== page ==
Without the help of her quick thinking sister, Mykaela Belter might not have walked away from a cougar attack with little more than a couple of scratches on her back.
The outcome could well have been worse — much worse — for the 16-year-old Bellerose High student who was hiking with her sister Gabrielle and family in Waterton Lakes National Park Monday when the mountain lion sprang out of some bushes and dug its claws into her side.
“At first, I was thinking how is that even possible, because that never happens,” 19-year-old Gabrielle said later this week. “And then it looked like it was trying to pull her into the bushes so I ran up and grabbed her arm and started screaming because I didn’t know what else to do.”
Luckily, her actions convinced the 90 lb. cat to back off.
Mykaela says she had never seen a wild cougar before in her life. She was hiking back to the townsite on the trail near Bertha Falls that day with her father and brother walking some distance behind the two sisters.
When they passed through some brush. Mykaela heard something rustle beside her, she says.
She turned to look and that’s when the cougar leapt at her. The cat grabbed her left side — digging its claws into her thigh and lower back — and started pulling her into the bushes.
“I looked at the cougar and I was thinking holy crap, that’s a cougar. And then my next thought was it’s smaller than I thought it would be,” she says. “And then after that I was just thinking about all the people who got mauled by cougars. It all happened so fast.”
Mykaela says she stumbled, but did not fall. Almost instantly, Gabrielle was by her side, pulling her arm. Together, they began screaming at the cat.
The sisters believe their noise must have scared the cougar because Mykaela was able to twist out of the way when her sister grabbed her, and the cat let go.
By then, their father had also started running towards the animal, which retreated back into the brush.
“I thought it ran away but it turns out it only went further into the brush, growling at other people and eyeballing them,” Mikaela says, adding that another couple of hikers later scared the cougar away with their walking sticks.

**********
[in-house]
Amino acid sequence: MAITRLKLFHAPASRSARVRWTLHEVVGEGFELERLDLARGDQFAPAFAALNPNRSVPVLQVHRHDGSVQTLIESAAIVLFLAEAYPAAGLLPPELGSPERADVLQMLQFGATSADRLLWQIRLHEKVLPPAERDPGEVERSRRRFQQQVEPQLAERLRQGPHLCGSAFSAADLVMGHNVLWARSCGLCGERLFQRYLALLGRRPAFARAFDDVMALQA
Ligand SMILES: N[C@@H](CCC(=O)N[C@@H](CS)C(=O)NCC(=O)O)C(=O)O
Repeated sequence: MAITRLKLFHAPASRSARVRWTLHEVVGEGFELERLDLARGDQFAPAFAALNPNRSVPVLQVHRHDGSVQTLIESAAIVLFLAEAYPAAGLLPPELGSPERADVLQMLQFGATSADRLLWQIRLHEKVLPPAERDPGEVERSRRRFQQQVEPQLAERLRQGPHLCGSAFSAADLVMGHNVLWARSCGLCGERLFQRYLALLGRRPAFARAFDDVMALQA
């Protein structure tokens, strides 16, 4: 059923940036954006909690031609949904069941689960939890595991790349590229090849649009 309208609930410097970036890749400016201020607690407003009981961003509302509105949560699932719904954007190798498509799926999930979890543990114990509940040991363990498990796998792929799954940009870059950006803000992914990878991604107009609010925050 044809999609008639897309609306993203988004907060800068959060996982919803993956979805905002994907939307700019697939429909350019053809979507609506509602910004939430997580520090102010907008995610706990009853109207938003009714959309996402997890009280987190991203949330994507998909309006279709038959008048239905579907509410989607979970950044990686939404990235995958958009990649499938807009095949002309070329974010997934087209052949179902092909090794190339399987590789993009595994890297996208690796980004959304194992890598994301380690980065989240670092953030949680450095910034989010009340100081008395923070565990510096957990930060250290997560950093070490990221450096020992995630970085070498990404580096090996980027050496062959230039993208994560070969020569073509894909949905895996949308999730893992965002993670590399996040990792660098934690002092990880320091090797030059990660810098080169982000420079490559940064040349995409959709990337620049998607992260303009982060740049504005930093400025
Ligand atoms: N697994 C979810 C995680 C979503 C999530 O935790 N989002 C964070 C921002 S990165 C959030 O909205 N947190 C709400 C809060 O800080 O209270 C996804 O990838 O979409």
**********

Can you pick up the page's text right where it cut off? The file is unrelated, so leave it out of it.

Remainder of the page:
“But apparently it came back after we were all gone because they found the cougar in the same place where it attacked me and then they killed it there.”
The cat was destroyed by park personnel on Tuesday. Park officials have sent the cougar’s corpse for tests, to try and determine why the cat was preying on people and not avoiding them.
Mykaela says she had to get a few stitches in her lower back and get the wounds on her upper thigh cleaned up after the attack. Otherwise she remained unharmed.
The cougar punctured her in six places with its claws. But that didn’t hinder her from continuing her vacation for the rest of the week, she says.
Now back in St. Albert, she plans to continue her hiking trips to Waterton Park. Only this time, she’ll take a walking stick, she says.
Her sister is a little more cautious.
“I guess I’m a little more worried but I still enjoy hiking,” Gabrielle says. “That was a freak occurrence. Something like this doesn’t usually happen.”
Parks Canada warns that cougars can present a potential risk to people and pets. Hikers should never leave their children unattended and travel in groups of three or more. Free roaming pets may also attract the attention of the animals, as well as pet food and garbage. The animals are most active at dusk and dawn.
If you see a cougar, do not approach the animal. Face the animal and retreat slowly without running or playing dead. Try to appear bigger and aggressive by shouting, waving or throwing rocks to deter an attack. Small children should be picked up.